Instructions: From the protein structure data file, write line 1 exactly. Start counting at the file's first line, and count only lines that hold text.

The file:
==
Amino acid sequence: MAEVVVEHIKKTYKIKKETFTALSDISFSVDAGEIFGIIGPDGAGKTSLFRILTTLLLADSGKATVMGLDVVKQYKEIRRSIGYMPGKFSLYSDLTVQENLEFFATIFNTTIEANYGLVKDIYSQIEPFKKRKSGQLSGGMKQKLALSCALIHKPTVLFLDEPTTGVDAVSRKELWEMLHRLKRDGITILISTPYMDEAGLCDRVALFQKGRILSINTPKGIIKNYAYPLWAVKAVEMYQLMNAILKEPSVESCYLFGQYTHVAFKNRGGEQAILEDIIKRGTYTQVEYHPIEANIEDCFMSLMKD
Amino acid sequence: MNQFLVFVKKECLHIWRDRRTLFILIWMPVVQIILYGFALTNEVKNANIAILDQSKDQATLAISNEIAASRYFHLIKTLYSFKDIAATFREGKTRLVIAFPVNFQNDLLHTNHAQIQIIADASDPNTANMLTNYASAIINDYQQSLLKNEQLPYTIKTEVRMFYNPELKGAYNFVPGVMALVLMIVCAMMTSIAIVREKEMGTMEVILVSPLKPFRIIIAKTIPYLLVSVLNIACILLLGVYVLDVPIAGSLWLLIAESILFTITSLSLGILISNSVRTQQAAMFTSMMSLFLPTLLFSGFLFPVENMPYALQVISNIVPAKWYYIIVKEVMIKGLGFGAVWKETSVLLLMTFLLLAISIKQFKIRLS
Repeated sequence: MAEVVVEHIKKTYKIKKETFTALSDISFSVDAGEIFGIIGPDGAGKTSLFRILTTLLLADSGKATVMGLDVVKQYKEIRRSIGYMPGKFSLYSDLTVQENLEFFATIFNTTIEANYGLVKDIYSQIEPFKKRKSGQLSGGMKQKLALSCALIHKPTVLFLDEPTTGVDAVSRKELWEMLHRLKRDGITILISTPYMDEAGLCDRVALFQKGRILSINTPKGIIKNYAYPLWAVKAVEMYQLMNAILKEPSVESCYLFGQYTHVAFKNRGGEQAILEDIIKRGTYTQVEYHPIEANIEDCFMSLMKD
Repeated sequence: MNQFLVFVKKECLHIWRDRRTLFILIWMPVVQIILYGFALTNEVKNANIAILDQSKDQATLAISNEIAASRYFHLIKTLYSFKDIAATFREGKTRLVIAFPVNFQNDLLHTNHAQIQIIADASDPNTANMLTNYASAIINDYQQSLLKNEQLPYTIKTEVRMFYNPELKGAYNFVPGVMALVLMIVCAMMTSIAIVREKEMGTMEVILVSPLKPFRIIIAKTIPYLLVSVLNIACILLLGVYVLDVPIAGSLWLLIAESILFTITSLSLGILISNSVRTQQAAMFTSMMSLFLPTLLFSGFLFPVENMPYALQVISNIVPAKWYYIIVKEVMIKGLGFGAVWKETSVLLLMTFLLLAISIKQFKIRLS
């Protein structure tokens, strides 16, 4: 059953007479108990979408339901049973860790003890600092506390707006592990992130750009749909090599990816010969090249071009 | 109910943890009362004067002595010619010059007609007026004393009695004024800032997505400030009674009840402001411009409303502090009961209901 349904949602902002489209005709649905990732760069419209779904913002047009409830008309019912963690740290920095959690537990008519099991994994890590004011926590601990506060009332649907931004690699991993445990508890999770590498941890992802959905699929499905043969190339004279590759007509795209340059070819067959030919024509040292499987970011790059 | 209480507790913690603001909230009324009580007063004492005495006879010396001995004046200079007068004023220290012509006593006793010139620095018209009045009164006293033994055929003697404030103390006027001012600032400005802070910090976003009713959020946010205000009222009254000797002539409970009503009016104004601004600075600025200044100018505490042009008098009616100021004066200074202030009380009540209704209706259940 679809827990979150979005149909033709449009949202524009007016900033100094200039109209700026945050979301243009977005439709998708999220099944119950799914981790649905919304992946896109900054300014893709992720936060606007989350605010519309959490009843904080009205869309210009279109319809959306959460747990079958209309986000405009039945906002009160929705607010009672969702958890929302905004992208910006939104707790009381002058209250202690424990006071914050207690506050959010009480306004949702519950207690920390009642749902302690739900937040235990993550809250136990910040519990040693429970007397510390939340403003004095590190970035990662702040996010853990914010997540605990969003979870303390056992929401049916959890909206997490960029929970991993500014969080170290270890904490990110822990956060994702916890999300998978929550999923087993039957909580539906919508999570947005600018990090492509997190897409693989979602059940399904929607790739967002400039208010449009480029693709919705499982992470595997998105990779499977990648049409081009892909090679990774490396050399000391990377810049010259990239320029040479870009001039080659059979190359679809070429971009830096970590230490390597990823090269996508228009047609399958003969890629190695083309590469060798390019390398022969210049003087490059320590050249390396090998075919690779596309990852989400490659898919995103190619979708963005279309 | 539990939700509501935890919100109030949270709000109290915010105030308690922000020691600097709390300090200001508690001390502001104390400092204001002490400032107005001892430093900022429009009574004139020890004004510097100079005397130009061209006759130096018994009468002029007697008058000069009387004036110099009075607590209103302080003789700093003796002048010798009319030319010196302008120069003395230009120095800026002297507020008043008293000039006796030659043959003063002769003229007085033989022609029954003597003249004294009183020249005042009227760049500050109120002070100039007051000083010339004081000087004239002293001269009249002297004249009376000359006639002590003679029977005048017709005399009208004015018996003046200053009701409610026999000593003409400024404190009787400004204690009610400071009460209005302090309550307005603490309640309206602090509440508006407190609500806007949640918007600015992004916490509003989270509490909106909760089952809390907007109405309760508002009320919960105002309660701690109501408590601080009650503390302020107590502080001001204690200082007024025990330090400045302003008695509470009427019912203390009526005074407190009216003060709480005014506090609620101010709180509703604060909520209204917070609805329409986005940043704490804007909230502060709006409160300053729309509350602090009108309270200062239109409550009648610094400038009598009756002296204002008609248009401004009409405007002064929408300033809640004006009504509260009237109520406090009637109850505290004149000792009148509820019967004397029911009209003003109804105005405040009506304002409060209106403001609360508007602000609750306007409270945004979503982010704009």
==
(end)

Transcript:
Amino acid sequence: MAEVVVEHIKKTYKIKKETFTALSDISFSVDAGEIFGIIGPDGAGKTSLFRILTTLLLADSGKATVMGLDVVKQYKEIRRSIGYMPGKFSLYSDLTVQENLEFFATIFNTTIEANYGLVKDIYSQIEPFKKRKSGQLSGGMKQKLALSCALIHKPTVLFLDEPTTGVDAVSRKELWEMLHRLKRDGITILISTPYMDEAGLCDRVALFQKGRILSINTPKGIIKNYAYPLWAVKAVEMYQLMNAILKEPSVESCYLFGQYTHVAFKNRGGEQAILEDIIKRGTYTQVEYHPIEANIEDCFMSLMKD